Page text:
Côte d’Ivoire, despite a long history of civil conflict and a resurgence of violence surrounding the 2020 elections, has the fastest growing economy in West Africa. However, infrastructure and workforce potential remain underutilized — especially when it comes to women’s roles and impacts on the economy and the overall ecosystem.
Judith walking with Ms. Akissi Jeanne president of her local VSLA, a member organization of CARE’s Women Enterprise Program.
Known as the world cocoa capital, the country also has many other cash-crop commodity value chains that propel its economic growth. Although agriculture only represents 15.8% of the country’s GDP, the sector provides jobs for two-thirds of the population. The agriculture-for-consumption industry is often dominated by women in early stages of low-value value chains, generally in rural areas. According to CARE, 80% of food production in Côte d’Ivoire is done by rural women, on whom the Ivorian economy depends. The focus on these specific agricultural commodities results in low-paying wages and unequal distribution of wealth, with most profits going to land and factory owners, rather than creating a healthy middle-class. Inequality among the population remains high, and even more so between genders, despite the feasibility of a redistribution of wealth given the country’s GDP per capita. The gender disparity in economic wealth is evidenced in many formats. One root cause for the gender gap is unequal access to education — the disparity in literacy rates is significant, with more than 53.1% of men able to read and only 32.5% of women literate nationally.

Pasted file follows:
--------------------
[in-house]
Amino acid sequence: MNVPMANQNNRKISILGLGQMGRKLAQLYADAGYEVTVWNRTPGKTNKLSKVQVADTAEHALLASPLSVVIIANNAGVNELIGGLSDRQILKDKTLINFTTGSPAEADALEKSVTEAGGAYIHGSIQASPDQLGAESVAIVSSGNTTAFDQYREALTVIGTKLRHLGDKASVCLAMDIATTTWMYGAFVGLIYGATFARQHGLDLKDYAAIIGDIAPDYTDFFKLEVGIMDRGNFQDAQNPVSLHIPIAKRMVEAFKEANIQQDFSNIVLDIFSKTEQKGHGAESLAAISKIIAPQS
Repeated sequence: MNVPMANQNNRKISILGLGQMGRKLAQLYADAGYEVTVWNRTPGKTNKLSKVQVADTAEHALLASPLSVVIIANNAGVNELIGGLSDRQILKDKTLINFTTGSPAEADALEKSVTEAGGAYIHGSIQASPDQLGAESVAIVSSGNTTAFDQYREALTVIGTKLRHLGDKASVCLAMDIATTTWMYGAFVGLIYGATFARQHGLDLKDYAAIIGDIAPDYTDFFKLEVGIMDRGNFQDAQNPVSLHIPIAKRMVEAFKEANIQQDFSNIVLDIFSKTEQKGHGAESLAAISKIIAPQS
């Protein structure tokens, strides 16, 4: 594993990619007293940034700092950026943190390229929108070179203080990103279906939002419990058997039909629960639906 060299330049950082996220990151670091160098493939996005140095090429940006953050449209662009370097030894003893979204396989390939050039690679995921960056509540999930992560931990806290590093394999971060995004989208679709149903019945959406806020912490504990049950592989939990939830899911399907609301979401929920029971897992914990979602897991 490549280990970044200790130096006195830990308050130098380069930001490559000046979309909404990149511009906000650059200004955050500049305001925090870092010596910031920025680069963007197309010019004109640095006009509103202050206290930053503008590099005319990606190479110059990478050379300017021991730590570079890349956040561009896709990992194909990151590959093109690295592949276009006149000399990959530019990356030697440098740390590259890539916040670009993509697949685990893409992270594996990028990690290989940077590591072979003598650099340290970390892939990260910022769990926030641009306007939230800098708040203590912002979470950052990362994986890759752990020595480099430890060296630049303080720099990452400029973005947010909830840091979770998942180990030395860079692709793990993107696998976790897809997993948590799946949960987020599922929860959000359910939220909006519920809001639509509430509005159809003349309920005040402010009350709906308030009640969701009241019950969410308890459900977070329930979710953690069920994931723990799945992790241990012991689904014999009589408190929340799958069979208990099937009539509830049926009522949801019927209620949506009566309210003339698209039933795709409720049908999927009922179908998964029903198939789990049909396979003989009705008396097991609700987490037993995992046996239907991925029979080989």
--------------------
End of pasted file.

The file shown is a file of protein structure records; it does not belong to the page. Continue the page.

When it comes to the entrepreneurial environment in Côte d’Ivoire, we found that the overall challenges to becoming an entrepreneur or successful business leader were, as expected, exacerbated for women due to social and cultural systems that assign a higher value to men and boys than to women and girls. These cultural constraints have created barriers that our team was able to link to six major areas:
Our team with BabyLab – 1st FabLab of Côte d’Ivoire. The Catalystas team with Mr. Edwige Gbogou and some of his students at the Babylab garden, where teams were fabricating a mud-resistant wheelchair for their local community of Abobo on the outskirts of Abidjan.